Rtunes, 2012

Corin Curschellas is a known singer-songwriter and actress in her home country Switzerland. She has an impressive bio and discography so I feel a bit embarrassed that this album is the first time even I heard of her. But believe me, I’m more than happy to get to know her music. Backed by a strong club of musicians Curchellas recorded a fantastic album which might be one of my favorites of 2012. What a great, both warm and expressive voice. Curchellas is a real storyteller and brings the right nuances in her work, helped by musicians who fully understand her voice and the atmosphere of the songs. With both a great traditional and jazzy vibe, Curschellas and band mixes styles from the Alps and beyond into a very own sound. I hear Balkan influences, chanson and the realm of the mountains. And all of this in such a perfect, well balanced sound that it’s not difficult to conclude that this album is probably one of the most interesting coming out of Switzerland in the last couple of years. It makes me curious to her other albums and make me hope for more work in future.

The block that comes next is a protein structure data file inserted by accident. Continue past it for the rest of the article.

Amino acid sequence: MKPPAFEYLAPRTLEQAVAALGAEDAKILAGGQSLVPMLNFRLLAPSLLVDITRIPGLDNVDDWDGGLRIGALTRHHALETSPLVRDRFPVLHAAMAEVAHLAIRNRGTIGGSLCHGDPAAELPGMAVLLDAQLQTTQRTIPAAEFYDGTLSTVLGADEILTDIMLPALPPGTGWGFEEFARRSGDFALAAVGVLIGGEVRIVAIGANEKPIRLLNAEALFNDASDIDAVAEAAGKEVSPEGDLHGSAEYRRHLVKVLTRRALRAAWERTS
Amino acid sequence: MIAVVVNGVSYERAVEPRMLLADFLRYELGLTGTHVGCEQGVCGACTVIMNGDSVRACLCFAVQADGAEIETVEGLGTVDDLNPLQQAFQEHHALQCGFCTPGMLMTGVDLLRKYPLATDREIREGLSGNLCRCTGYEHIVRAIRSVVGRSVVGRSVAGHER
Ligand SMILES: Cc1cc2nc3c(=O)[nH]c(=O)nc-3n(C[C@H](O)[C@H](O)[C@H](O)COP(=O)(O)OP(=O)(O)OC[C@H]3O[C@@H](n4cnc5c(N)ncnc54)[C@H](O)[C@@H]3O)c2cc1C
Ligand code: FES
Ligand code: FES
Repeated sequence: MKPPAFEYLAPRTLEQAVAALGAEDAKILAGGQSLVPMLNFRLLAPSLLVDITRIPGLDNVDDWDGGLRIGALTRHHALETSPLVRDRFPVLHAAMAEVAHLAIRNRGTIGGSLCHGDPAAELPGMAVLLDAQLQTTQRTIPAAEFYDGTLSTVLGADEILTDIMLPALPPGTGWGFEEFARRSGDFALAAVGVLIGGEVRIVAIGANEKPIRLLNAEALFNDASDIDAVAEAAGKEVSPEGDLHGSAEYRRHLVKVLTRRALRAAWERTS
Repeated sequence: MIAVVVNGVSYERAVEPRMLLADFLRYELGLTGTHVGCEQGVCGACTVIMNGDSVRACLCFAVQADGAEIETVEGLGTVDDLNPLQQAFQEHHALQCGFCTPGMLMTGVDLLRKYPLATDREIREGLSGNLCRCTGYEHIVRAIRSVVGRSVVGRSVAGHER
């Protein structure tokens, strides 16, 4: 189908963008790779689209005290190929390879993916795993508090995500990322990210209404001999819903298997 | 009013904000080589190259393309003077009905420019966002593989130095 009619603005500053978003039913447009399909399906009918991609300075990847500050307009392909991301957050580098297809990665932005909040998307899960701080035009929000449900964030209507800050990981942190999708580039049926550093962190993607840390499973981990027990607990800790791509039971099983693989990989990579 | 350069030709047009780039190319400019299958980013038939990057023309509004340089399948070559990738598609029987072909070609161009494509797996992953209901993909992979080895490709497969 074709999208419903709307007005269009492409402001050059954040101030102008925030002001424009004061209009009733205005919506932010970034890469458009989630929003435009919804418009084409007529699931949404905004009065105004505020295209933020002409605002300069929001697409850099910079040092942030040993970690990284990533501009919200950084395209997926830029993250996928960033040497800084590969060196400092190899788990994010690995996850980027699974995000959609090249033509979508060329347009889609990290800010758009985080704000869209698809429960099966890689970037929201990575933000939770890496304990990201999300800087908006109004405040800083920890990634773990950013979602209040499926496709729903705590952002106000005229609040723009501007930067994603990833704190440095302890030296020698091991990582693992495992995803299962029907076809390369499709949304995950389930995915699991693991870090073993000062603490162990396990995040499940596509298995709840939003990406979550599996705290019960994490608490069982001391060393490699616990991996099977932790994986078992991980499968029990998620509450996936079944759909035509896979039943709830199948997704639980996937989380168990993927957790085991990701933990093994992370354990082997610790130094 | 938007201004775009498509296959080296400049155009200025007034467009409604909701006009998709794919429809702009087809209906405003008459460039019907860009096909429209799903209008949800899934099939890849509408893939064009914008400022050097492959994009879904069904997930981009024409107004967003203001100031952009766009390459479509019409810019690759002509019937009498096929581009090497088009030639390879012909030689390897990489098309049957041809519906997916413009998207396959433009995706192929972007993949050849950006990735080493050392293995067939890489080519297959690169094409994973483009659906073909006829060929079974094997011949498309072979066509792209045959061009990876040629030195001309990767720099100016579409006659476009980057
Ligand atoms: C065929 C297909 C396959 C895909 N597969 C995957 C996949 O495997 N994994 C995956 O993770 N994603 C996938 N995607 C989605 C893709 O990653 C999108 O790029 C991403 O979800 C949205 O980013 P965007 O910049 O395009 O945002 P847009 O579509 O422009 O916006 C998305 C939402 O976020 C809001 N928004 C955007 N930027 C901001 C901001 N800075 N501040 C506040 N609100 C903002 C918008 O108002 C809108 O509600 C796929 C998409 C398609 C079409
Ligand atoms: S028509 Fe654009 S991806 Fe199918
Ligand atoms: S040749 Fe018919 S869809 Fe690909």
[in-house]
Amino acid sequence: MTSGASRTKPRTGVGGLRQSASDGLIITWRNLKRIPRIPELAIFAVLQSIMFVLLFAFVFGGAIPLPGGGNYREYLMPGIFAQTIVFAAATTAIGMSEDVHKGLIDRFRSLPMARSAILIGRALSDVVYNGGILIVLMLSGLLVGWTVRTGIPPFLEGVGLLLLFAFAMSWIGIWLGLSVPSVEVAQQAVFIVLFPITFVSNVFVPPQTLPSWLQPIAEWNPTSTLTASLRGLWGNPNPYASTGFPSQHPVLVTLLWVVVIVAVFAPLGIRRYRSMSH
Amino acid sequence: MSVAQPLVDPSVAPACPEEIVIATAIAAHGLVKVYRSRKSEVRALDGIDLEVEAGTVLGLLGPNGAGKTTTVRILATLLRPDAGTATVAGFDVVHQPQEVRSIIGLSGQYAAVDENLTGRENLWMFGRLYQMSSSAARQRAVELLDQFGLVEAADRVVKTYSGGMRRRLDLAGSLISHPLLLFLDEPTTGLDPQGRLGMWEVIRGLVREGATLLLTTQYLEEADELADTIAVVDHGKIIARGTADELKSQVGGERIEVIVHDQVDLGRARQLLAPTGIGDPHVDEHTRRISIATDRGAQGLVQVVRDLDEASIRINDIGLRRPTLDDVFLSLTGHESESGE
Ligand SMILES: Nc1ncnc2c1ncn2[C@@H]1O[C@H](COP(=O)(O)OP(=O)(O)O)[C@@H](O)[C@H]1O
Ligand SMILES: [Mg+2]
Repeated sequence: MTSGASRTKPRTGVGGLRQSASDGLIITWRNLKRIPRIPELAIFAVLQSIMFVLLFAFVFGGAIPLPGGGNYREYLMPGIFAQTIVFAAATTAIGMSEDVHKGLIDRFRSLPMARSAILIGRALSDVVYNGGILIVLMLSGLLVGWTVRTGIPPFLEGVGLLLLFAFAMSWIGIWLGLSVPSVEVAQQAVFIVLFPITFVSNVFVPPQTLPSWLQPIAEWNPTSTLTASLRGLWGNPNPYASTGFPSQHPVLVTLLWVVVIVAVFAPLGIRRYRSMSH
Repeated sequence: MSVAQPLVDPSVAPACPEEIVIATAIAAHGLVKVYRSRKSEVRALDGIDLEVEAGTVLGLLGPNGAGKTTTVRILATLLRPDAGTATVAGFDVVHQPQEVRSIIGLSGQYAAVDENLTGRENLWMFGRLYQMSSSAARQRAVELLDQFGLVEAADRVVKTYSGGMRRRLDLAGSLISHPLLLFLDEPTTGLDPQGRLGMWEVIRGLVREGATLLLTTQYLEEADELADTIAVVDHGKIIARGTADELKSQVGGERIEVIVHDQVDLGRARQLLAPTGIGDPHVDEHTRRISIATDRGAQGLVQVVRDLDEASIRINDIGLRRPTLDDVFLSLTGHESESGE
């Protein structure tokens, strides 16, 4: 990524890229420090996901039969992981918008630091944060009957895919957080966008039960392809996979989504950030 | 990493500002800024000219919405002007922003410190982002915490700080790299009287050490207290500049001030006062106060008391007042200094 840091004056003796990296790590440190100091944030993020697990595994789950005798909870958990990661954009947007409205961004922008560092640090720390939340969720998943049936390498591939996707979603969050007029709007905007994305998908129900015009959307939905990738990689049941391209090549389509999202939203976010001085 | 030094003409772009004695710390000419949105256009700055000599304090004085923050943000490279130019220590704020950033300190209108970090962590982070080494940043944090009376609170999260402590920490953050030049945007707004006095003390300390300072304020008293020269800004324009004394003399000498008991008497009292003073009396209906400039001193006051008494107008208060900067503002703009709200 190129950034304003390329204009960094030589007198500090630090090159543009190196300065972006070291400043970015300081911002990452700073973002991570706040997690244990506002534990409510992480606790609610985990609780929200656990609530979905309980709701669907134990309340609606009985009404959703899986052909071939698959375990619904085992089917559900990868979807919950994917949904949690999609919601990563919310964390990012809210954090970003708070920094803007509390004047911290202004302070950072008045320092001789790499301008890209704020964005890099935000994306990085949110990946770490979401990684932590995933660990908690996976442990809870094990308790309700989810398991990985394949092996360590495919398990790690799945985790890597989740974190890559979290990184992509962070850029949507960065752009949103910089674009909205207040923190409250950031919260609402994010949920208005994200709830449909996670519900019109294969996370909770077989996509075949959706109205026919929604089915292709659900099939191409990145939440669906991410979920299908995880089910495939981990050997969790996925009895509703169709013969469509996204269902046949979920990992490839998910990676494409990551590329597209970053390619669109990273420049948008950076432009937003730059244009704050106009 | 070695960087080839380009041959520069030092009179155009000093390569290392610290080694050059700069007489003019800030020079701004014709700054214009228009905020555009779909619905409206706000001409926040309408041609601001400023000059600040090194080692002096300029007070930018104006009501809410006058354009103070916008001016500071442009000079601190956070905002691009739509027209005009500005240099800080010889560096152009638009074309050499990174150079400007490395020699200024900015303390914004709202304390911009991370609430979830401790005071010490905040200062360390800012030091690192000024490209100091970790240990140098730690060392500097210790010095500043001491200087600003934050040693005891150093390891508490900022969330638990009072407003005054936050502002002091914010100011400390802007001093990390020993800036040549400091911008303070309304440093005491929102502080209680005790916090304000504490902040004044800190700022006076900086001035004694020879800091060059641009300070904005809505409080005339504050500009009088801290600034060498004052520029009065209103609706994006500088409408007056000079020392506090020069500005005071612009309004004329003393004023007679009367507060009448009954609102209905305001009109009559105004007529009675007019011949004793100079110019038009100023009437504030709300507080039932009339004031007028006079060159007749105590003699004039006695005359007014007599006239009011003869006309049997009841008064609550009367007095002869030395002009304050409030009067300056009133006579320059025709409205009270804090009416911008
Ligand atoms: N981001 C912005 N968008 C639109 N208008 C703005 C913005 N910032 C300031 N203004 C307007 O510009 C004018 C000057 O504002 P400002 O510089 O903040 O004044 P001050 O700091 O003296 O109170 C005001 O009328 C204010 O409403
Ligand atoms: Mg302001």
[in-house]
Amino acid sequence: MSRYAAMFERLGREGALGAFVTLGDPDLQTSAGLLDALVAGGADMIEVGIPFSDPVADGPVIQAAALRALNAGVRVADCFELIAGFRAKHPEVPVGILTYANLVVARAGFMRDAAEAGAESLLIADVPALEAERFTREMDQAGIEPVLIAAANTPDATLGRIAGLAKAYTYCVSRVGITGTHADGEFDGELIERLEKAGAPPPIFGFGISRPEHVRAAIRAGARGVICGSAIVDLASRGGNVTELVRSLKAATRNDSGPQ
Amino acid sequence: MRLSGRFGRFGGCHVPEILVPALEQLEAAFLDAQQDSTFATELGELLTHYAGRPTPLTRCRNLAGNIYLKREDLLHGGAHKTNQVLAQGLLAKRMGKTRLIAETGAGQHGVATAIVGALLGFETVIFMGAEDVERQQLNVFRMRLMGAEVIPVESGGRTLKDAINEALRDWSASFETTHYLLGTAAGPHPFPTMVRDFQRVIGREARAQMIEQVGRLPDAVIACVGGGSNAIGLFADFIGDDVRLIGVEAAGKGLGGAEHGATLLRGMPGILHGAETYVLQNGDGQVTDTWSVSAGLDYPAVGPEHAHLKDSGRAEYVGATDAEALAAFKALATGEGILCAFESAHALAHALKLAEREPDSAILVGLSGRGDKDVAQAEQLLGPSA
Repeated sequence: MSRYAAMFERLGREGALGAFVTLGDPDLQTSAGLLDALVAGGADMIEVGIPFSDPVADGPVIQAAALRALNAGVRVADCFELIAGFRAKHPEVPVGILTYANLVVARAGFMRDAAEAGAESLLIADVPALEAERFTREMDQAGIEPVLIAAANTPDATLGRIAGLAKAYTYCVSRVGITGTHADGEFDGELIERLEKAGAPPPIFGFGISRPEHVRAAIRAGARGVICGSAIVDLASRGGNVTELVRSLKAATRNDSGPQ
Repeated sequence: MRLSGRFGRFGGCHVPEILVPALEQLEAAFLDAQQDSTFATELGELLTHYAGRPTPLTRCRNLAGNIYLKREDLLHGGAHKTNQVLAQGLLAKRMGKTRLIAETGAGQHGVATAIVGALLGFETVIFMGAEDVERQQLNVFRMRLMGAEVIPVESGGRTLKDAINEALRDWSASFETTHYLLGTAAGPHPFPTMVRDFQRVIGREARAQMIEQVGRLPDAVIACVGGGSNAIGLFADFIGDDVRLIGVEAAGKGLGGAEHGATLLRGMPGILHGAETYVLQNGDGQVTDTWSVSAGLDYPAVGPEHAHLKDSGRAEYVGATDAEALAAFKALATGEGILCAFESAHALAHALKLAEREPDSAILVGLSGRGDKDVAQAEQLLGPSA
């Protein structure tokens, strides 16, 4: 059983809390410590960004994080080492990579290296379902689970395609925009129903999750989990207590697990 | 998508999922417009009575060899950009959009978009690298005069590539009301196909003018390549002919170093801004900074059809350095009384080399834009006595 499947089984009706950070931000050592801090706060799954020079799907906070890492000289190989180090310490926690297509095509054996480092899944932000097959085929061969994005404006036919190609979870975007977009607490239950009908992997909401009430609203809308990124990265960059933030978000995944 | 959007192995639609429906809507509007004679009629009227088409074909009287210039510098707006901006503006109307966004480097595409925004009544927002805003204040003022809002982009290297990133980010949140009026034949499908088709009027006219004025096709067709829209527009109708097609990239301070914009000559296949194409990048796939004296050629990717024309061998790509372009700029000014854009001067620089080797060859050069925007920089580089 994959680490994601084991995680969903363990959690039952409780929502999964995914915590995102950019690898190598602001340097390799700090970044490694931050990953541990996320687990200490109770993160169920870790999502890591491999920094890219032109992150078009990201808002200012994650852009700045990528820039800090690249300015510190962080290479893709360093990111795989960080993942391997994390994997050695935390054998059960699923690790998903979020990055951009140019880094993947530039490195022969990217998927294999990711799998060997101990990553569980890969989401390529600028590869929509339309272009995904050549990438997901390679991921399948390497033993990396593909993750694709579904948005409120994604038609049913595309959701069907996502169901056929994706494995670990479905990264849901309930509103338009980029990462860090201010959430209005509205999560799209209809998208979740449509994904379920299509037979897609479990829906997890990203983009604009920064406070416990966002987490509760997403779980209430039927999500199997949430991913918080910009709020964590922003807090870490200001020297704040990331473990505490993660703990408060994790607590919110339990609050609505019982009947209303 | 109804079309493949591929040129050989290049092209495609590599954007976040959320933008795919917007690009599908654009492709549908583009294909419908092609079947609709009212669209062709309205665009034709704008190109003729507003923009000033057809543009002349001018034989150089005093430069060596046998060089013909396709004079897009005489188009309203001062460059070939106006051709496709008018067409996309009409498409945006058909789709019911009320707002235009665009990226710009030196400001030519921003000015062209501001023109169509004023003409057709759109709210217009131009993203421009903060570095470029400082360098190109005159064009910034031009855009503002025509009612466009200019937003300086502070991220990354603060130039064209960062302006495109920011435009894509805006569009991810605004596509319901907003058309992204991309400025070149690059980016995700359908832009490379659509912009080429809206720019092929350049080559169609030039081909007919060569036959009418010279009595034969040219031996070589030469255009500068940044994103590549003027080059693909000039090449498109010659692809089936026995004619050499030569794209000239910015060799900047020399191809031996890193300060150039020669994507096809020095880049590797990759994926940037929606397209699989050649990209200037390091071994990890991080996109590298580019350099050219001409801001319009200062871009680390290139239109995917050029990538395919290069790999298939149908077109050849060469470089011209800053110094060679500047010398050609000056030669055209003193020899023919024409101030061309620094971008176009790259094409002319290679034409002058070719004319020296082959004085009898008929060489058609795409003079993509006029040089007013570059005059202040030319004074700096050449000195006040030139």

© Eelco Schilder

Jaywalkers "Early for a Thursday"
101records, 2012

Early for a Thursday is the second album by the UK based trio Jaywalkers. A fiddle, guitar, bass, mandolin, bouzouki, two female voices and a male voice. That are the ingredients of their refreshing bluegrass orientated sound. Twelve new recordings with a sparkling lightness. Strong solo and harmony vocals and ditto instrumental parts make this album a real jewel. It’s a great combination of bluegrass, Americana, folk and contemporary music. It has this beautiful traditional vibe, but sounds perfectly modern at the same time. This is high quality feel good music. It’s like everything works for this trio on this album. The sound quality is great, the harmony between the vocals/instruments is perfect. This are three musicians who have the right chemistry together and the three of them create a wonderful sound.
© Eelco Schilder

Golec uOrkiestra "Koncert Kolęd i Pastorałek" [DVD Video]
Own label, 2009

FolkWorld Xmas

German CD Review